Here sitting in a dark grey café, where coffee tastes sour and expensive. The feeling that London is a simulacrum of a simulacrum — a city that lives not even off its mythical image but off the image of an image: this is how a city should be, for this is how the moneyed imagine it, this is what they want (I can only imagine they do — several levels of fantasy).
Anthropologically empty place, this café — no weight, no identity, no history, no future. Sooner or later it will be replaced by a bicycle shop or turned into luxury flats. There are already several punters dressed in cycling gear here (Lycra failing to conceal bulge), their overpriced bikes leaning against the front window — omens. You can tell a lot about a city by its social spaces. You can tell a lot about contemporary London by these new places of congregation — dark grey churches that sprout from out of nowhere; non-places more suitable for the heaping up of wealth — via MacBook — than conversation. More suitable for doing the invoices than the writing for which the invoices are done. More suitable for admin than life.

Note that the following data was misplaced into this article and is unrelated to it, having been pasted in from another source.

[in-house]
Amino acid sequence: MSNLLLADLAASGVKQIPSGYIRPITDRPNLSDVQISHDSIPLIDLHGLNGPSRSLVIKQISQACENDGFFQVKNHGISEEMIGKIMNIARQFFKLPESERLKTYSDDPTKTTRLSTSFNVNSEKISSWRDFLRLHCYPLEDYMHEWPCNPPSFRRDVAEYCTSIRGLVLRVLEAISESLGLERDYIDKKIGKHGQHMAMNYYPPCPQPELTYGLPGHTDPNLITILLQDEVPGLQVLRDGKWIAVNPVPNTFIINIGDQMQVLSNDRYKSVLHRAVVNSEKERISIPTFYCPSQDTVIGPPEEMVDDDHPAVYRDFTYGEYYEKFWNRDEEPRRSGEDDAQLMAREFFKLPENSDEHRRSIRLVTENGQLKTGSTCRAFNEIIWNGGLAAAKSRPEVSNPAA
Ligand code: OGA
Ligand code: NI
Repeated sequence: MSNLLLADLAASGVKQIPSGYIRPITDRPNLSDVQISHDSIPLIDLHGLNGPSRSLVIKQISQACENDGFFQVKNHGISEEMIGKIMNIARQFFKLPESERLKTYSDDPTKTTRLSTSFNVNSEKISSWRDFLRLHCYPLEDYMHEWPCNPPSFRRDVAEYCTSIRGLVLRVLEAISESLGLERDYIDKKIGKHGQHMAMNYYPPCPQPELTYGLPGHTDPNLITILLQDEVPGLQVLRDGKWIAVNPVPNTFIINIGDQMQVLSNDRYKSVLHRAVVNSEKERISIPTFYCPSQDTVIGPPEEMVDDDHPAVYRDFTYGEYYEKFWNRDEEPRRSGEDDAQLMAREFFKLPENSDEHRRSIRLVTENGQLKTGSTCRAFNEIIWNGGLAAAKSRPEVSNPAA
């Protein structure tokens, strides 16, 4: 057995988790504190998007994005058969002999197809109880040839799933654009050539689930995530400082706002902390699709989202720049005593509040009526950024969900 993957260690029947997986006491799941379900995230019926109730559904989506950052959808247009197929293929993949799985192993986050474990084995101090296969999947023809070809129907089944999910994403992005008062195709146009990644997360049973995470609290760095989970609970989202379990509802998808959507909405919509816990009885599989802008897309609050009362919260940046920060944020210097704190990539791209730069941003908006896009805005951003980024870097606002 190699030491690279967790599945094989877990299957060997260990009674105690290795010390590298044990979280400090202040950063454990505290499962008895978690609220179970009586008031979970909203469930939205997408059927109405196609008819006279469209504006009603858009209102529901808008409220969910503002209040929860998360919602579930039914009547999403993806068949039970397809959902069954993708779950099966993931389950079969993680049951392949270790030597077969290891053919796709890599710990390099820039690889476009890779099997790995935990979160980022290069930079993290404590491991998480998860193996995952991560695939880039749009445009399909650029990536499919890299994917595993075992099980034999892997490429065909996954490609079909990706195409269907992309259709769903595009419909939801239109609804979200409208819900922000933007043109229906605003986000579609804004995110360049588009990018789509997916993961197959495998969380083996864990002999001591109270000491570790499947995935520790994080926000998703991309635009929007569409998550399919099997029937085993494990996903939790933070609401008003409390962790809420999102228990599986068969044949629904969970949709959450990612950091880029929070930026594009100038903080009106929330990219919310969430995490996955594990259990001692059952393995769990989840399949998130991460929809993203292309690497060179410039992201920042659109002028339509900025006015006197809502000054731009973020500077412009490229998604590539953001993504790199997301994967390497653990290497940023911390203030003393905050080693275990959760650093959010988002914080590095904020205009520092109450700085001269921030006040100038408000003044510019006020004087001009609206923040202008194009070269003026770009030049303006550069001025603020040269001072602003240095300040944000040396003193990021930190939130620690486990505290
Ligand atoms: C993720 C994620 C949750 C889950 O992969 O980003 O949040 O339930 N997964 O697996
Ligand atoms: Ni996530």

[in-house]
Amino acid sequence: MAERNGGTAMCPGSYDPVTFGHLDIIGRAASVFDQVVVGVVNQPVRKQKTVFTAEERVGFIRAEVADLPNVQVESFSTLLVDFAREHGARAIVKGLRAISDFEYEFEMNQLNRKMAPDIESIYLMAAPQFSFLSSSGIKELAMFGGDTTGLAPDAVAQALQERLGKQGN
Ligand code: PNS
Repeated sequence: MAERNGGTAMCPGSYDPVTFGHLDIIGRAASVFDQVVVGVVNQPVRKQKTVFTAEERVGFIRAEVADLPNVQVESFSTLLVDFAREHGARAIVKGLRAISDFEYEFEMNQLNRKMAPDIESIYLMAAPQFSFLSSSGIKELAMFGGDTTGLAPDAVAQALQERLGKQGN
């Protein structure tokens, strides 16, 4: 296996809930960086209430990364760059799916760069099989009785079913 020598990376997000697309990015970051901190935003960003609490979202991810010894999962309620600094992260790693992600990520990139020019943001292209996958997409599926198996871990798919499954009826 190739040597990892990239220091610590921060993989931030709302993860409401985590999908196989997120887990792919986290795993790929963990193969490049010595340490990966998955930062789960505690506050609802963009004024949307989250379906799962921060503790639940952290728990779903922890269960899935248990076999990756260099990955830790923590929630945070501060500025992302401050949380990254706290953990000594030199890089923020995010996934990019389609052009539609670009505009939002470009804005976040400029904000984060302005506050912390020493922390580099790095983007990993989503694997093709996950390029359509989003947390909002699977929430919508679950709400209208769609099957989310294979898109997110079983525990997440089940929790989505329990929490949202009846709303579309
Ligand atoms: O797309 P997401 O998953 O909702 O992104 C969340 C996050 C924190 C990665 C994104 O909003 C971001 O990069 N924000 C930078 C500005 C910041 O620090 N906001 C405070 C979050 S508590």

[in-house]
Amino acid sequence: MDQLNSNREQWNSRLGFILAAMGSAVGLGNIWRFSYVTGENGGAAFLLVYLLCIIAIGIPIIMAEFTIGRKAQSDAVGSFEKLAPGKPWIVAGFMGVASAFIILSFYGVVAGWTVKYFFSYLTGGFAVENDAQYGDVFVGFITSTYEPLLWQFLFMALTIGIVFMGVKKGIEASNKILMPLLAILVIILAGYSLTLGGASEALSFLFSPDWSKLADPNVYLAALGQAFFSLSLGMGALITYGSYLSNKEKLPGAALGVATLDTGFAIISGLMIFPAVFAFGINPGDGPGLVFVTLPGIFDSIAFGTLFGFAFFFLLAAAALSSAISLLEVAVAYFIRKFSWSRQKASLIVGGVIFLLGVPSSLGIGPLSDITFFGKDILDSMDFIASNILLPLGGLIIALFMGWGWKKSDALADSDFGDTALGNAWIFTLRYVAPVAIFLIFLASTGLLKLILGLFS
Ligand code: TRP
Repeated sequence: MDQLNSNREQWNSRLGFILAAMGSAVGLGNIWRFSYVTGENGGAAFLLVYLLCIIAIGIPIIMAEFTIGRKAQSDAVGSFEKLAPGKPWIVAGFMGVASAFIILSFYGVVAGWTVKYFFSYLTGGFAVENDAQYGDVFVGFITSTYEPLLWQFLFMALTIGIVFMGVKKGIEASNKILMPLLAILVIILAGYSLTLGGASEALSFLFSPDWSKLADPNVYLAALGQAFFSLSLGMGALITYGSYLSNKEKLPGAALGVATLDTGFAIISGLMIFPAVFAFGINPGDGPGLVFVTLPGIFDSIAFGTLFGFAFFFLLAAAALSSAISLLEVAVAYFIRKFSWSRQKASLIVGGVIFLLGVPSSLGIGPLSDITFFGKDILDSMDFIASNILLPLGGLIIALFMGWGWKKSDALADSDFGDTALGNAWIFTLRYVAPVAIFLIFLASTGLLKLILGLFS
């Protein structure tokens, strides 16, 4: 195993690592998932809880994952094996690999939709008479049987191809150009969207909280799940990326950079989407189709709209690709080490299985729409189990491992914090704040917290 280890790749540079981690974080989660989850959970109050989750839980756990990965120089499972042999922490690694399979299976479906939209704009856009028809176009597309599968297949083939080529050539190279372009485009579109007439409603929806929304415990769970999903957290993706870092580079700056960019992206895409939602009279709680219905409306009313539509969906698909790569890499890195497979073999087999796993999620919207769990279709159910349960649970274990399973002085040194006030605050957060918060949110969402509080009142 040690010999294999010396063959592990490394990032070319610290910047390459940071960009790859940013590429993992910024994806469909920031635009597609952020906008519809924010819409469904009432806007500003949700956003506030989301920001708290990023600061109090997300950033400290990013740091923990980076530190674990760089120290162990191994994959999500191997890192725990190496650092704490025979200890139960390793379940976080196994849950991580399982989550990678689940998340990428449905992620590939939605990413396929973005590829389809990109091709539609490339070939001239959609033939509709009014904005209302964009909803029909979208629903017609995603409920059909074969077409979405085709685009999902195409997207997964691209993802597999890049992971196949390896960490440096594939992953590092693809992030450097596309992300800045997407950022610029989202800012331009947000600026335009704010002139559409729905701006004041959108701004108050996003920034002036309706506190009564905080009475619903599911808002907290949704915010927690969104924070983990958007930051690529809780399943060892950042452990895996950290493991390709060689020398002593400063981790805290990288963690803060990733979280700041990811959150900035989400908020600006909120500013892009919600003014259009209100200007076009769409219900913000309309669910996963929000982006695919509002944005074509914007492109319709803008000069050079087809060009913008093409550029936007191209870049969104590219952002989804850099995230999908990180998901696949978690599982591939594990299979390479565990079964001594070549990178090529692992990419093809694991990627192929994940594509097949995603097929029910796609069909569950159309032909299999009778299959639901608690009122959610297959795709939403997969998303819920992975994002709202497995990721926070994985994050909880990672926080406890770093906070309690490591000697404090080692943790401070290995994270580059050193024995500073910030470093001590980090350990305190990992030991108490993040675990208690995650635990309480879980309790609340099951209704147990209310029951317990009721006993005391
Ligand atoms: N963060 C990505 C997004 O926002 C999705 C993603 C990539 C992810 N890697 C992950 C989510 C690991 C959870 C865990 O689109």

The pecuniary ugliness of London grabs me by the balls sometimes. Reminds me that for all the fantasy we are somewhere else: we exist on an island in flight from pleasure. I guess that here in this caff they have tried and failed to regain that pleasure lost. But they’ve only managed to make it more expensive. More sour. And more grey.
Everyone carries a room about inside him. This fact can even be proved by means of the sense of hearing. If someone walks fast and one pricks up one's ears and listens, say in the night, when everything round about is quiet, one hears, for instance, the rattling of a mirror not quite firmly fastened to the wall.
Notes for a fragmentary novel entitled The Moment, linked at the top of the page.
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